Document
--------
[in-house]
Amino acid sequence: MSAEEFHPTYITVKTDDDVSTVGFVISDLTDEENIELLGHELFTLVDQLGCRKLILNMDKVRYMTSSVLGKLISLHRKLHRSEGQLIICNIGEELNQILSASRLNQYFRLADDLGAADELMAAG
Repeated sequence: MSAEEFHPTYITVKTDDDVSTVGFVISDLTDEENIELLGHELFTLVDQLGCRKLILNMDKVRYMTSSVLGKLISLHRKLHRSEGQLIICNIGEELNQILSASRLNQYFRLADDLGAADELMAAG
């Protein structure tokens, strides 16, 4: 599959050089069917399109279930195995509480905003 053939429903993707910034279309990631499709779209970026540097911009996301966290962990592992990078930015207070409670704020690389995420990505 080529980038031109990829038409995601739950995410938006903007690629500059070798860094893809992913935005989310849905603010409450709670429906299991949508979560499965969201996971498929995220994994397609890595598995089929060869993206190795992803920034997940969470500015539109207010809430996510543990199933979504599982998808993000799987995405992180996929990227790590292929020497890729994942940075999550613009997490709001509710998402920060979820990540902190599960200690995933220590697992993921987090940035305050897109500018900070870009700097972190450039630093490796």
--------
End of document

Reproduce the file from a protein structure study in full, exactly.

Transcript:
[in-house]
Amino acid sequence: MSAEEFHPTYITVKTDDDVSTVGFVISDLTDEENIELLGHELFTLVDQLGCRKLILNMDKVRYMTSSVLGKLISLHRKLHRSEGQLIICNIGEELNQILSASRLNQYFRLADDLGAADELMAAG
Repeated sequence: MSAEEFHPTYITVKTDDDVSTVGFVISDLTDEENIELLGHELFTLVDQLGCRKLILNMDKVRYMTSSVLGKLISLHRKLHRSEGQLIICNIGEELNQILSASRLNQYFRLADDLGAADELMAAG
């Protein structure tokens, strides 16, 4: 599959050089069917399109279930195995509480905003 053939429903993707910034279309990631499709779209970026540097911009996301966290962990592992990078930015207070409670704020690389995420990505 080529980038031109990829038409995601739950995410938006903007690629500059070798860094893809992913935005989310849905603010409450709670429906299991949508979560499965969201996971498929995220994994397609890595598995089929060869993206190795992803920034997940969470500015539109207010809430996510543990199933979504599982998808993000799987995405992180996929990227790590292929020497890729994942940075999550613009997490709001509710998402920060979820990540902190599960200690995933220590697992993921987090940035305050897109500018900070870009700097972190450039630093490796």